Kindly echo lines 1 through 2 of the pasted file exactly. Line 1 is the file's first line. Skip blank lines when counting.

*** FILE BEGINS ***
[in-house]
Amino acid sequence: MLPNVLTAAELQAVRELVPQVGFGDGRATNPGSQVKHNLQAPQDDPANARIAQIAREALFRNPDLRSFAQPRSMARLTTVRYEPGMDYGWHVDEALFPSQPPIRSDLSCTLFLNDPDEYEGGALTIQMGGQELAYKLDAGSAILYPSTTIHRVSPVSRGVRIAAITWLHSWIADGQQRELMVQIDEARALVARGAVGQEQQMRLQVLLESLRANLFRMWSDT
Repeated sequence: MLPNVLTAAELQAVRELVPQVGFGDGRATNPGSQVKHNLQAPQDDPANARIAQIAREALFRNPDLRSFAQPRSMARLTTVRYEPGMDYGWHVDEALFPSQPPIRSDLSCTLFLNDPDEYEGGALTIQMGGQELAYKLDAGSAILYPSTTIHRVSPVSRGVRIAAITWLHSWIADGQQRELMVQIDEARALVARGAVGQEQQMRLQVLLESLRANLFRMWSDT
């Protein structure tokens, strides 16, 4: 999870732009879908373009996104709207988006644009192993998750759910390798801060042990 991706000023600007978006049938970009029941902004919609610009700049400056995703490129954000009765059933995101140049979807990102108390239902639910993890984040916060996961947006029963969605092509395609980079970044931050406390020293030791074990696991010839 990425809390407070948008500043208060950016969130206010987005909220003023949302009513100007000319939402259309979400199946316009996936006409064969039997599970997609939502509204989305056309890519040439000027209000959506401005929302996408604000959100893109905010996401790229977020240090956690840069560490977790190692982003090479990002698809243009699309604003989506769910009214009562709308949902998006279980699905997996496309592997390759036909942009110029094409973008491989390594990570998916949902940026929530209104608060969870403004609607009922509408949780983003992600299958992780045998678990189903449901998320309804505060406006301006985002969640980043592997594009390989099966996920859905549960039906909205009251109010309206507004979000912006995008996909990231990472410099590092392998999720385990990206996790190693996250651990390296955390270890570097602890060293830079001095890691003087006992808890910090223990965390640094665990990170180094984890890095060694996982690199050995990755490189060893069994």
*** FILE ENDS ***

[in-house]
Amino acid sequence: MLPNVLTAAELQAVRELVPQVGFGDGRATNPGSQVKHNLQAPQDDPANARIAQIAREALFRNPDLRSFAQPRSMARLTTVRYEPGMDYGWHVDEALFPSQPPIRSDLSCTLFLNDPDEYEGGALTIQMGGQELAYKLDAGSAILYPSTTIHRVSPVSRGVRIAAITWLHSWIADGQQRELMVQIDEARALVARGAVGQEQQMRLQVLLESLRANLFRMWSDT